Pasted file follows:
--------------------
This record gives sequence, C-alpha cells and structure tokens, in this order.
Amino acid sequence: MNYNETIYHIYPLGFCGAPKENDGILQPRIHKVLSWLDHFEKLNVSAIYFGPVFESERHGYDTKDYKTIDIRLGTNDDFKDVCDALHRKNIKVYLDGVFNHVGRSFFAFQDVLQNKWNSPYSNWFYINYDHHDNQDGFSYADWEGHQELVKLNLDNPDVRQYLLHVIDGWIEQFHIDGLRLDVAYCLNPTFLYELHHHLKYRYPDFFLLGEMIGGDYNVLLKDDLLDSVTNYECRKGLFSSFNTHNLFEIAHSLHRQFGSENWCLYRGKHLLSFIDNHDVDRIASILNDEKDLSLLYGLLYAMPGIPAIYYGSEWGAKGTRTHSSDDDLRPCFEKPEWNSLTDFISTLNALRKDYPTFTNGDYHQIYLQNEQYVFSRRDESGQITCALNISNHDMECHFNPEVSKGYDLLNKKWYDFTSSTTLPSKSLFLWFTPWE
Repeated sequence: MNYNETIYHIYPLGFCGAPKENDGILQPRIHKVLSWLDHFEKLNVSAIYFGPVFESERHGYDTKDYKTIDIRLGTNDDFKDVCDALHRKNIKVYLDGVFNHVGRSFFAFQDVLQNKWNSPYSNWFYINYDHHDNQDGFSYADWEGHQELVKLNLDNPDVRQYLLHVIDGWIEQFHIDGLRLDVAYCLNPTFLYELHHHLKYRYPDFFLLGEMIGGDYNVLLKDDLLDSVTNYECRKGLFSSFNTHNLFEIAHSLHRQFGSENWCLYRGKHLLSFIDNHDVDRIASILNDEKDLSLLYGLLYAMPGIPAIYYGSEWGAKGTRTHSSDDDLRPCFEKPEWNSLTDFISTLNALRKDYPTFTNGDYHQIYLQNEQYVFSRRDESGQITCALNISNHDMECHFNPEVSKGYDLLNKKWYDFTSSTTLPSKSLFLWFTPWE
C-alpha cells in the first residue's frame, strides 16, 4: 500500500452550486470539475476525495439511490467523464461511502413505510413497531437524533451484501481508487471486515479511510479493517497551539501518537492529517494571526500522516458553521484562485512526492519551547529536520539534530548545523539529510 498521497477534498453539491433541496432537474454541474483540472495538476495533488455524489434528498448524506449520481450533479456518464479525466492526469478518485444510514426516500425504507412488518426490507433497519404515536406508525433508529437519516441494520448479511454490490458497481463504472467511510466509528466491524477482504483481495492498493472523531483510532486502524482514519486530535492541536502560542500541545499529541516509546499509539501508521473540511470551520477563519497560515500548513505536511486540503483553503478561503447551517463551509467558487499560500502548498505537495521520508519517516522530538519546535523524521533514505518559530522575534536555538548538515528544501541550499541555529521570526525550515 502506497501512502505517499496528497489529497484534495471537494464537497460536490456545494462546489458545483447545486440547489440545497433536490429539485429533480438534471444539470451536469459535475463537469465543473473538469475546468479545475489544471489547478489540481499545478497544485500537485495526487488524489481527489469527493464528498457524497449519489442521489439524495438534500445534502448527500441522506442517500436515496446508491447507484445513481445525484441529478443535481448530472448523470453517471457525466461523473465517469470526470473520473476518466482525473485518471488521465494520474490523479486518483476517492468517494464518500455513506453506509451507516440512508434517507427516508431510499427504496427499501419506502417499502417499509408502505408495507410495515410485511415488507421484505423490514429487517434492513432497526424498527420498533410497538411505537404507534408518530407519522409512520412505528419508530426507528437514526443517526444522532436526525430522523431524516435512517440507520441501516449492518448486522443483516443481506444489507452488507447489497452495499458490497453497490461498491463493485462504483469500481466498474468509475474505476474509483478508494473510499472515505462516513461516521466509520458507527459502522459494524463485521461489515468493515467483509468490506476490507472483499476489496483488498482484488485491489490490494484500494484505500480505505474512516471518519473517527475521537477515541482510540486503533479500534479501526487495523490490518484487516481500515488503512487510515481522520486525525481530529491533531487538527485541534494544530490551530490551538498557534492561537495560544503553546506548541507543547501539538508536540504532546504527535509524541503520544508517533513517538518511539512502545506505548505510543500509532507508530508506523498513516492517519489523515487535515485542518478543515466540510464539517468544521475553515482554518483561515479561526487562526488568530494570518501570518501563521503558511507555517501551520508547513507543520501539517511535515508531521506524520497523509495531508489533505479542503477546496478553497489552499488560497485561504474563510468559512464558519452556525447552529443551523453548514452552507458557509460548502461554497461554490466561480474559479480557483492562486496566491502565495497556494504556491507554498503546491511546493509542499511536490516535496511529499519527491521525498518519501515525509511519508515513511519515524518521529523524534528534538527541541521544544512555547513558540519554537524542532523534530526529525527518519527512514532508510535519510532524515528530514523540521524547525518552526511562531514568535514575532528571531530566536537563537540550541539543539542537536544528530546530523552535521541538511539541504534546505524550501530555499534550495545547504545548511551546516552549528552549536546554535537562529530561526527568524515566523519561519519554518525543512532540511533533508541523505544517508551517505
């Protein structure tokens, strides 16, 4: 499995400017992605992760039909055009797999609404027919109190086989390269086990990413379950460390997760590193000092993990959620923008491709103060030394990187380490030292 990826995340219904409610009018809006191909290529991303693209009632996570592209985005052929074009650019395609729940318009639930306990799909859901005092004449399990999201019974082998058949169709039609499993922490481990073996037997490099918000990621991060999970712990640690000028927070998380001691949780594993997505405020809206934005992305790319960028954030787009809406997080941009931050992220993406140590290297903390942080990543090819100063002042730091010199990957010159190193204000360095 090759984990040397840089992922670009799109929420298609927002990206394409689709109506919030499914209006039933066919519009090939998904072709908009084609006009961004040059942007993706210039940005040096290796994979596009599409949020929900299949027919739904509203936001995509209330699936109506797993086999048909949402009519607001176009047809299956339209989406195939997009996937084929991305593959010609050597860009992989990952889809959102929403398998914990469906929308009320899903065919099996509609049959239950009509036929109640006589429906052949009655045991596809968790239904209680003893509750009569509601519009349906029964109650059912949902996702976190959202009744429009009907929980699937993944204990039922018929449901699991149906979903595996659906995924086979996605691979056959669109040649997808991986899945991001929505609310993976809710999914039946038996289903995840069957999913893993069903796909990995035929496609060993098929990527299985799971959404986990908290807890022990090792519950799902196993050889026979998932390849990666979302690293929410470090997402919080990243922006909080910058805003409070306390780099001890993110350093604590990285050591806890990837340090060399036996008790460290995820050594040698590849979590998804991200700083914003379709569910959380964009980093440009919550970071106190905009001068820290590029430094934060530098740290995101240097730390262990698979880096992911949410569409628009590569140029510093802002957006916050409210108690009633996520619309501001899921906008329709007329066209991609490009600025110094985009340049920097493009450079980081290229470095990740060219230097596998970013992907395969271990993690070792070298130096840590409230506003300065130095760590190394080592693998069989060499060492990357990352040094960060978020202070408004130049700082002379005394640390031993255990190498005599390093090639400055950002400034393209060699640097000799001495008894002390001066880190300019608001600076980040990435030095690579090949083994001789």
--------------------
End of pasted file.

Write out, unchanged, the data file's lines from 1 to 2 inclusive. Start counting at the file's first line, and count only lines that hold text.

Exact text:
This record gives sequence, C-alpha cells and structure tokens, in this order.
Amino acid sequence: MNYNETIYHIYPLGFCGAPKENDGILQPRIHKVLSWLDHFEKLNVSAIYFGPVFESERHGYDTKDYKTIDIRLGTNDDFKDVCDALHRKNIKVYLDGVFNHVGRSFFAFQDVLQNKWNSPYSNWFYINYDHHDNQDGFSYADWEGHQELVKLNLDNPDVRQYLLHVIDGWIEQFHIDGLRLDVAYCLNPTFLYELHHHLKYRYPDFFLLGEMIGGDYNVLLKDDLLDSVTNYECRKGLFSSFNTHNLFEIAHSLHRQFGSENWCLYRGKHLLSFIDNHDVDRIASILNDEKDLSLLYGLLYAMPGIPAIYYGSEWGAKGTRTHSSDDDLRPCFEKPEWNSLTDFISTLNALRKDYPTFTNGDYHQIYLQNEQYVFSRRDESGQITCALNISNHDMECHFNPEVSKGYDLLNKKWYDFTSSTTLPSKSLFLWFTPWE